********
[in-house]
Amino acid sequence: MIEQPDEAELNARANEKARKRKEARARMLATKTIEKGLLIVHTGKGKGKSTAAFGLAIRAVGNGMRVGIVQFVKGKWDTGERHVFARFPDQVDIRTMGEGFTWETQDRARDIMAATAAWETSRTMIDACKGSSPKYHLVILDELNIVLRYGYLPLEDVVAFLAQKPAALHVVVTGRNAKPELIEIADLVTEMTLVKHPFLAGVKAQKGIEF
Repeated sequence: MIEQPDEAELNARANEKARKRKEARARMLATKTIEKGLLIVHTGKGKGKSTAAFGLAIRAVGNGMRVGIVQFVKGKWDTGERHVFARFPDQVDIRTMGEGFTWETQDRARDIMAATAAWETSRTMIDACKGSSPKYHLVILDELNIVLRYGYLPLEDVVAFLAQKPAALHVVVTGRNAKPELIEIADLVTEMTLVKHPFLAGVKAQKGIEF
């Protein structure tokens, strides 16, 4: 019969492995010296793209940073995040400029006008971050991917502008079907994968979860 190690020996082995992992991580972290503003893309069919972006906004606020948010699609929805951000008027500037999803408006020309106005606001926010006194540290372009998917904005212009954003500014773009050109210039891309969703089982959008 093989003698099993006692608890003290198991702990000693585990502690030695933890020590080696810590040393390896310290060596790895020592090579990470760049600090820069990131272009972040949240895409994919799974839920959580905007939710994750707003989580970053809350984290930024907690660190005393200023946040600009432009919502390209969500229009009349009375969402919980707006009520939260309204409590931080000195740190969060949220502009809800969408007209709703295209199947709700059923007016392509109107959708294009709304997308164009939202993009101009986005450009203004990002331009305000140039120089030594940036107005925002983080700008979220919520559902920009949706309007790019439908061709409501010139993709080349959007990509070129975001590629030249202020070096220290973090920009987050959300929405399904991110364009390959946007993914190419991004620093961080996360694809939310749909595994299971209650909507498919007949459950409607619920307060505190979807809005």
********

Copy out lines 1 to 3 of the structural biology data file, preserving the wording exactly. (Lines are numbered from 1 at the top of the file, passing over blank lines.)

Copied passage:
[in-house]
Amino acid sequence: MIEQPDEAELNARANEKARKRKEARARMLATKTIEKGLLIVHTGKGKGKSTAAFGLAIRAVGNGMRVGIVQFVKGKWDTGERHVFARFPDQVDIRTMGEGFTWETQDRARDIMAATAAWETSRTMIDACKGSSPKYHLVILDELNIVLRYGYLPLEDVVAFLAQKPAALHVVVTGRNAKPELIEIADLVTEMTLVKHPFLAGVKAQKGIEF
Repeated sequence: MIEQPDEAELNARANEKARKRKEARARMLATKTIEKGLLIVHTGKGKGKSTAAFGLAIRAVGNGMRVGIVQFVKGKWDTGERHVFARFPDQVDIRTMGEGFTWETQDRARDIMAATAAWETSRTMIDACKGSSPKYHLVILDELNIVLRYGYLPLEDVVAFLAQKPAALHVVVTGRNAKPELIEIADLVTEMTLVKHPFLAGVKAQKGIEF